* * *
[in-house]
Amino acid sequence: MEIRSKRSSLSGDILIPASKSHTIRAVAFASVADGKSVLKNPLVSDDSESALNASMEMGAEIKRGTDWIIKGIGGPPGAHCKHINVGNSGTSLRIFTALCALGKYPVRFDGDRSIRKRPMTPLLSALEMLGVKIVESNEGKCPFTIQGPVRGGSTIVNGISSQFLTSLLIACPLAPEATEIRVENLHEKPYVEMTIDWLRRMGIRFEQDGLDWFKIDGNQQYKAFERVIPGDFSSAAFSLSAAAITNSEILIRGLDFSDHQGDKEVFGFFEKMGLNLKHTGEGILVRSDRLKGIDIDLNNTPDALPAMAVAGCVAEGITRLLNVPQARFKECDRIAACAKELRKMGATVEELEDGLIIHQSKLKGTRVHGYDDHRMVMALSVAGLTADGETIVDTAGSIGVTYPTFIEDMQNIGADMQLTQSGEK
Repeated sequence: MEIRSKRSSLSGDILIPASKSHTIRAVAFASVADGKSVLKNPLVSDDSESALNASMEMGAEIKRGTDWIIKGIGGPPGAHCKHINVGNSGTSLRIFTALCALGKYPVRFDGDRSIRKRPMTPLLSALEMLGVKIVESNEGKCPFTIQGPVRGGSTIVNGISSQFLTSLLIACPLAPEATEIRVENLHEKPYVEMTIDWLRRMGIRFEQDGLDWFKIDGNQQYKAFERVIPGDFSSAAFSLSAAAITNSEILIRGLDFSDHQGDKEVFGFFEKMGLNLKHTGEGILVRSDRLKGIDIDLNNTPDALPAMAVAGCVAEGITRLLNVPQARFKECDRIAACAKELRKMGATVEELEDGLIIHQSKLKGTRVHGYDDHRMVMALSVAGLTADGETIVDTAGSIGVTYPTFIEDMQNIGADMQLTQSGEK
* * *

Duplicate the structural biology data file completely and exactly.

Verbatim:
[in-house]
Amino acid sequence: MEIRSKRSSLSGDILIPASKSHTIRAVAFASVADGKSVLKNPLVSDDSESALNASMEMGAEIKRGTDWIIKGIGGPPGAHCKHINVGNSGTSLRIFTALCALGKYPVRFDGDRSIRKRPMTPLLSALEMLGVKIVESNEGKCPFTIQGPVRGGSTIVNGISSQFLTSLLIACPLAPEATEIRVENLHEKPYVEMTIDWLRRMGIRFEQDGLDWFKIDGNQQYKAFERVIPGDFSSAAFSLSAAAITNSEILIRGLDFSDHQGDKEVFGFFEKMGLNLKHTGEGILVRSDRLKGIDIDLNNTPDALPAMAVAGCVAEGITRLLNVPQARFKECDRIAACAKELRKMGATVEELEDGLIIHQSKLKGTRVHGYDDHRMVMALSVAGLTADGETIVDTAGSIGVTYPTFIEDMQNIGADMQLTQSGEK
Repeated sequence: MEIRSKRSSLSGDILIPASKSHTIRAVAFASVADGKSVLKNPLVSDDSESALNASMEMGAEIKRGTDWIIKGIGGPPGAHCKHINVGNSGTSLRIFTALCALGKYPVRFDGDRSIRKRPMTPLLSALEMLGVKIVESNEGKCPFTIQGPVRGGSTIVNGISSQFLTSLLIACPLAPEATEIRVENLHEKPYVEMTIDWLRRMGIRFEQDGLDWFKIDGNQQYKAFERVIPGDFSSAAFSLSAAAITNSEILIRGLDFSDHQGDKEVFGFFEKMGLNLKHTGEGILVRSDRLKGIDIDLNNTPDALPAMAVAGCVAEGITRLLNVPQARFKECDRIAACAKELRKMGATVEELEDGLIIHQSKLKGTRVHGYDDHRMVMALSVAGLTADGETIVDTAGSIGVTYPTFIEDMQNIGADMQLTQSGEK